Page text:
June 2011 • Volume XIII, Issue 14
Glorious Things Spoken of the Church (1)
What do you think of Christ’s church? "I’m not really
that excited about it." "To be honest, it is peripheral in my life
(though I know this is wrong)." "I think that I love God in Jesus
Christ, but I have little enthusiasm for His church."
Psalm 87 is a part of God-breathed Scripture specifically designed to
help us in this regard. It sets forth the glory of Jehovah’s church. In
what does its glory consist? How must its glory be conceived? Psalm 87
calls us to emulate God and His attitude to His church, as well as the
faithful saints of all ages and their estimation of her: "Glorious
things are spoken of thee, O city of God" (3)! You and I must think
God’s thoughts after Him about His beloved bride, the church. We must
say from our hearts what God says about His church.
God’s evaluation of His church is not that of the ungodly world. The
Samaritans declared, "this city [of Jerusalem] of old time hath made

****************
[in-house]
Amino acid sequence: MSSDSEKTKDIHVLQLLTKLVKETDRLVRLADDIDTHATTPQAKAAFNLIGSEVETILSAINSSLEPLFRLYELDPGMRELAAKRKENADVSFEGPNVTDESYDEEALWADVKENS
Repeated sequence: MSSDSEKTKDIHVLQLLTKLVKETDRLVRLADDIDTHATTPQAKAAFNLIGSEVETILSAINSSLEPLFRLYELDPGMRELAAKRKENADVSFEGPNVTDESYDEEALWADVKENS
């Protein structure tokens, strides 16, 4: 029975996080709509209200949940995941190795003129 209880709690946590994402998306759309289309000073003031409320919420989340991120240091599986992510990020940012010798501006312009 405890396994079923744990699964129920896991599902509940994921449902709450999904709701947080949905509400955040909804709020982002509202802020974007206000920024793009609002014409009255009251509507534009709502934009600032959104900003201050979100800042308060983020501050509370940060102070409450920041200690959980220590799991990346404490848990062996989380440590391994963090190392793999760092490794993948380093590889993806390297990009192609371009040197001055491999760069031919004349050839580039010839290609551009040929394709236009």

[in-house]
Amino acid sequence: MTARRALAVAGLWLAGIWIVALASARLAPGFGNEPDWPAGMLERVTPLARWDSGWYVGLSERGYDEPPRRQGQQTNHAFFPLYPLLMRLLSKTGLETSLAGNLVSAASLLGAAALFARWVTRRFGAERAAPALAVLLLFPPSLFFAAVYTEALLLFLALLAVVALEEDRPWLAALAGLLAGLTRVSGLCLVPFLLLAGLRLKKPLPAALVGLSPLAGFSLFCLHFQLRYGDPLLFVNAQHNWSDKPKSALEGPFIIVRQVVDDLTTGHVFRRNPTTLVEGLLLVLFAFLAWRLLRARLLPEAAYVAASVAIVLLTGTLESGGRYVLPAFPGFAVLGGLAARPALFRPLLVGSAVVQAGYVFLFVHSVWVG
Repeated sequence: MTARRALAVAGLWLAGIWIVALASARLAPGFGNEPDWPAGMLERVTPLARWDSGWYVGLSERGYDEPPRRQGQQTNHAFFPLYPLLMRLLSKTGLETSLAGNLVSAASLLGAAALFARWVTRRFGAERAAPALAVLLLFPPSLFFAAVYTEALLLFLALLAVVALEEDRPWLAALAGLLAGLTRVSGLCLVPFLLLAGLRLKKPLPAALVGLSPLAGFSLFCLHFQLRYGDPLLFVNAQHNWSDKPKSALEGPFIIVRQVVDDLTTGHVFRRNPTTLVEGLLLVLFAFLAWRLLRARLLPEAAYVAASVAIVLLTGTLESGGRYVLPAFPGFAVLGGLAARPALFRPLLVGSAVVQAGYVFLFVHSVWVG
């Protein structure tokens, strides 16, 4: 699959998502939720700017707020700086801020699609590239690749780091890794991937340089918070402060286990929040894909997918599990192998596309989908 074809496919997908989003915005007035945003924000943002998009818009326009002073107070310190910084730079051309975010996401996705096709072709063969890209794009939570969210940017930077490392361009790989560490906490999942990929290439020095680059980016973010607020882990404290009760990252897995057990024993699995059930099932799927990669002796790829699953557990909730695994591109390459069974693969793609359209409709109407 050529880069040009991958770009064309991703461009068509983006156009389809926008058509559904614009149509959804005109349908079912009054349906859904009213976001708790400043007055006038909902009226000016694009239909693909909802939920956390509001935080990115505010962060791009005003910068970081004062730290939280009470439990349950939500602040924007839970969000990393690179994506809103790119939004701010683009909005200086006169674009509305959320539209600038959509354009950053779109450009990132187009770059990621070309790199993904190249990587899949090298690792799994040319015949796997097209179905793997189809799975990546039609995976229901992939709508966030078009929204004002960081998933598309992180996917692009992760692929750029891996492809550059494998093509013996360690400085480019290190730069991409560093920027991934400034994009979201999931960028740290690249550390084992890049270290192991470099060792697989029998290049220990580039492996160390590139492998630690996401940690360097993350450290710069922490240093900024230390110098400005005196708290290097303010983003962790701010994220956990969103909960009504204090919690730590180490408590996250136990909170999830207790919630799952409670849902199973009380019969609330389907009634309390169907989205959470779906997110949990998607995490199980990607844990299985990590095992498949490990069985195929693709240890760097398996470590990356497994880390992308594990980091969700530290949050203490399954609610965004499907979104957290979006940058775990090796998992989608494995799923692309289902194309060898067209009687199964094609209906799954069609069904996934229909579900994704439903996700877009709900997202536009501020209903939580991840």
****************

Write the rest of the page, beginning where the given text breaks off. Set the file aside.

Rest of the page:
insurrection against kings, and ... rebellion and sedition have been
made therein" (Ezra 4:19). The Edomites cried out concerning God’s city,
"Rase it, rase it, even to the foundation thereof" (Ps. 137:7)! The
false church of Rome has called Christ’s church, reformed according to
the Word of God, an "assembly of heretics."
But listen to God extol His church in His Word! "Beautiful for
situation, the joy of the whole earth, is mount Zion, on the sides of
the north, the city of the great King" (48:2). "For the Lord hath chosen
Zion; he hath desired it for his habitation" (132:13). The church is the
apple of God’s eye, "the pillar and ground of the truth" (I Tim. 3:15).
The people of God speak glorious things of the church. Augustine’s
famous book, The City of God, was named after Psalm 87:3 and similar
verses. John Calvin declared, "The state or kingdom of the church
constitutes the principle and august theatre where God presents and
displays the tokens of His wonderful power, wisdom and righteousness."
Again, "A right judgment cannot be formed of the happiness of the
church, except when we estimate it according to the standard of God’s
Word." Again Calvin said, "If we do not prefer the church to all the
other objects of our solicitude, we are unworthy of being accounted
among her members." Spurgeon wrote, "Whatever glorious things the saints
may say of the church in their eulogies, they cannot exceed what
prophets have foretold, what angels have sung, or what God Himself has